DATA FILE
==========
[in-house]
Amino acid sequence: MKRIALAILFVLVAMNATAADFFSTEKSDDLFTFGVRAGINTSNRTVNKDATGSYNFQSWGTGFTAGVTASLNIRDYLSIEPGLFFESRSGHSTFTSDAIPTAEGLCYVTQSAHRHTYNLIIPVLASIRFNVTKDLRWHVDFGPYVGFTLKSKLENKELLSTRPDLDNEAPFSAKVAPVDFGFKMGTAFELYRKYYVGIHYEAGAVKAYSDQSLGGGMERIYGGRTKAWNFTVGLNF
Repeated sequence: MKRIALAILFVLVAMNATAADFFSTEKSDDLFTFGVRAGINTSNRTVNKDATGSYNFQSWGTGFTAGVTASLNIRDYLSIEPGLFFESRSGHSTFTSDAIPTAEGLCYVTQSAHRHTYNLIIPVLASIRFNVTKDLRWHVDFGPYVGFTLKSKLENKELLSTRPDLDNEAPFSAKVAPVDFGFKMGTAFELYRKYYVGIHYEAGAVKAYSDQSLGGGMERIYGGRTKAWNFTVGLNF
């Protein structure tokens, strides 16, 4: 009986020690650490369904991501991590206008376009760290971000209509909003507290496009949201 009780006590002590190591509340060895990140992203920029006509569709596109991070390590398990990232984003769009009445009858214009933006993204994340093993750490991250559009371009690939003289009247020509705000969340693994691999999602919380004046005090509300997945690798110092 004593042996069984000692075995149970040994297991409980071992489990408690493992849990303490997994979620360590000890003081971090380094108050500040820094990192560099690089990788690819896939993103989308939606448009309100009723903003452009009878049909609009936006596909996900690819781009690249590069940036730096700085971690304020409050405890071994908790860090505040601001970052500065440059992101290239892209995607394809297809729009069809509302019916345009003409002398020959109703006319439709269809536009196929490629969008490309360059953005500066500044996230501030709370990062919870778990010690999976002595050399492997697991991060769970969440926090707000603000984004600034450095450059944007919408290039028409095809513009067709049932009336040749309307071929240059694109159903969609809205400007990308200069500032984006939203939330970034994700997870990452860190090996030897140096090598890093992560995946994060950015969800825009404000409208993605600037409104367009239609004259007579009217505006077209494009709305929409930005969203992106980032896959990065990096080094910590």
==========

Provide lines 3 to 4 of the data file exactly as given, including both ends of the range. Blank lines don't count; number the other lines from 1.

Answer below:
Repeated sequence: MKRIALAILFVLVAMNATAADFFSTEKSDDLFTFGVRAGINTSNRTVNKDATGSYNFQSWGTGFTAGVTASLNIRDYLSIEPGLFFESRSGHSTFTSDAIPTAEGLCYVTQSAHRHTYNLIIPVLASIRFNVTKDLRWHVDFGPYVGFTLKSKLENKELLSTRPDLDNEAPFSAKVAPVDFGFKMGTAFELYRKYYVGIHYEAGAVKAYSDQSLGGGMERIYGGRTKAWNFTVGLNF
């Protein structure tokens, strides 16, 4: 009986020690650490369904991501991590206008376009760290971000209509909003507290496009949201 009780006590002590190591509340060895990140992203920029006509569709596109991070390590398990990232984003769009009445009858214009933006993204994340093993750490991250559009371009690939003289009247020509705000969340693994691999999602919380004046005090509300997945690798110092 004593042996069984000692075995149970040994297991409980071992489990408690493992849990303490997994979620360590000890003081971090380094108050500040820094990192560099690089990788690819896939993103989308939606448009309100009723903003452009009878049909609009936006596909996900690819781009690249590069940036730096700085971690304020409050405890071994908790860090505040601001970052500065440059992101290239892209995607394809297809729009069809509302019916345009003409002398020959109703006319439709269809536009196929490629969008490309360059953005500066500044996230501030709370990062919870778990010690999976002595050399492997697991991060769970969440926090707000603000984004600034450095450059944007919408290039028409095809513009067709049932009336040749309307071929240059694109159903969609809205400007990308200069500032984006939203939330970034994700997870990452860190090996030897140096090598890093992560995946994060950015969800825009404000409208993605600037409104367009239609004259007579009217505006077209494009709305929409930005969203992106980032896959990065990096080094910590």